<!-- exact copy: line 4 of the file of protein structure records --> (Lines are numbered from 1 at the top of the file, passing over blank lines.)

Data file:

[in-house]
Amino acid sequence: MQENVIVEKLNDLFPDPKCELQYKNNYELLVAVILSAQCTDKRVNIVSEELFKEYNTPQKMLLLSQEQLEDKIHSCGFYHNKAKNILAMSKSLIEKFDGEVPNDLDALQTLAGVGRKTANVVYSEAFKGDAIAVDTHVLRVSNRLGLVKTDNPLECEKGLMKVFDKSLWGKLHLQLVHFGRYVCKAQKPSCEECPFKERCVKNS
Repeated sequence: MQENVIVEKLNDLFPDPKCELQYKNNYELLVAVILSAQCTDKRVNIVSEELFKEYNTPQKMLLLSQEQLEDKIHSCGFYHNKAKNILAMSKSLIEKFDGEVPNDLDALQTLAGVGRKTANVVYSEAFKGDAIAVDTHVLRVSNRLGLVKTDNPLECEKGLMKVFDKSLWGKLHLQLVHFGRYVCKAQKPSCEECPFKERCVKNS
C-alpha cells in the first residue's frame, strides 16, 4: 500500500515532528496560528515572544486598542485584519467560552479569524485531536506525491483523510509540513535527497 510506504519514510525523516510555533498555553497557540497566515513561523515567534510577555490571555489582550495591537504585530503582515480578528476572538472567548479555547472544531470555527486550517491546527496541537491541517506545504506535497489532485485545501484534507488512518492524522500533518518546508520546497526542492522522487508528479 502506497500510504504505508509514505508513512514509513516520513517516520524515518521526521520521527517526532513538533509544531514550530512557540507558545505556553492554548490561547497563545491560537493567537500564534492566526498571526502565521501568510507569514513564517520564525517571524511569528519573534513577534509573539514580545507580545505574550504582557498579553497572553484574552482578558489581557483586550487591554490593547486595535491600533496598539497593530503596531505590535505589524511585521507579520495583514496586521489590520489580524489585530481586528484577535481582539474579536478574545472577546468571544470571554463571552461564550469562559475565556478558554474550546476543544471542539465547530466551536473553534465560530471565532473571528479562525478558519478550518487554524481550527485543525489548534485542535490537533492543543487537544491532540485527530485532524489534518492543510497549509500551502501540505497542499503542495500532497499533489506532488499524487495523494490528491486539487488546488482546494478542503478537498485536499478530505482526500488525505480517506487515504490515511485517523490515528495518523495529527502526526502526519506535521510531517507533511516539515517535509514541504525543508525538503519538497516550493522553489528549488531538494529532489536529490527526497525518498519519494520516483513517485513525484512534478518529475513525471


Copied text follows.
C-alpha cells in the first residue's frame, strides 16, 4: 500500500515532528496560528515572544486598542485584519467560552479569524485531536506525491483523510509540513535527497 510506504519514510525523516510555533498555553497557540497566515513561523515567534510577555490571555489582550495591537504585530503582515480578528476572538472567548479555547472544531470555527486550517491546527496541537491541517506545504506535497489532485485545501484534507488512518492524522500533518518546508520546497526542492522522487508528479 502506497500510504504505508509514505508513512514509513516520513517516520524515518521526521520521527517526532513538533509544531514550530512557540507558545505556553492554548490561547497563545491560537493567537500564534492566526498571526502565521501568510507569514513564517520564525517571524511569528519573534513577534509573539514580545507580545505574550504582557498579553497572553484574552482578558489581557483586550487591554490593547486595535491600533496598539497593530503596531505590535505589524511585521507579520495583514496586521489590520489580524489585530481586528484577535481582539474579536478574545472577546468571544470571554463571552461564550469562559475565556478558554474550546476543544471542539465547530466551536473553534465560530471565532473571528479562525478558519478550518487554524481550527485543525489548534485542535490537533492543543487537544491532540485527530485532524489534518492543510497549509500551502501540505497542499503542495500532497499533489506532488499524487495523494490528491486539487488546488482546494478542503478537498485536499478530505482526500488525505480517506487515504490515511485517523490515528495518523495529527502526526502526519506535521510531517507533511516539515517535509514541504525543508525538503519538497516550493522553489528549488531538494529532489536529490527526497525518498519519494520516483513517485513525484512534478518529475513525471